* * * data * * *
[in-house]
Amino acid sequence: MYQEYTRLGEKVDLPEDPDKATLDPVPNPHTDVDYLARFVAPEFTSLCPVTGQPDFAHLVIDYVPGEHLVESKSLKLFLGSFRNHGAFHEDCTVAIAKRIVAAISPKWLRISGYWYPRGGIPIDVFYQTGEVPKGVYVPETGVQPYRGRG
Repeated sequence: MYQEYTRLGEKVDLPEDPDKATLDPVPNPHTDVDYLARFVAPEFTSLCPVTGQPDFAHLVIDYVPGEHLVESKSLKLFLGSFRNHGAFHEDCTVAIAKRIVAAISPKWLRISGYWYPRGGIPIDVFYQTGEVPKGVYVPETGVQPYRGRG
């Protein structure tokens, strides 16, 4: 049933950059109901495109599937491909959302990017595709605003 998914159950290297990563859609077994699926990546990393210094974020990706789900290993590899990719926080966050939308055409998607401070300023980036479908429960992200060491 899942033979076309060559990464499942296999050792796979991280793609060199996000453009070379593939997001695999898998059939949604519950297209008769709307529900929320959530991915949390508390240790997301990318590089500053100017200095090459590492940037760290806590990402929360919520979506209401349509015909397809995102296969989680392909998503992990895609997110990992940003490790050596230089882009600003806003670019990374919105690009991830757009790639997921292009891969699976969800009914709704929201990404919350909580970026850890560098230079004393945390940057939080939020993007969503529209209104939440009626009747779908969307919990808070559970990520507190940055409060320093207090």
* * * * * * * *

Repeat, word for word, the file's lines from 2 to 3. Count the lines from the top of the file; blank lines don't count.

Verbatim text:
Amino acid sequence: MYQEYTRLGEKVDLPEDPDKATLDPVPNPHTDVDYLARFVAPEFTSLCPVTGQPDFAHLVIDYVPGEHLVESKSLKLFLGSFRNHGAFHEDCTVAIAKRIVAAISPKWLRISGYWYPRGGIPIDVFYQTGEVPKGVYVPETGVQPYRGRG
Repeated sequence: MYQEYTRLGEKVDLPEDPDKATLDPVPNPHTDVDYLARFVAPEFTSLCPVTGQPDFAHLVIDYVPGEHLVESKSLKLFLGSFRNHGAFHEDCTVAIAKRIVAAISPKWLRISGYWYPRGGIPIDVFYQTGEVPKGVYVPETGVQPYRGRG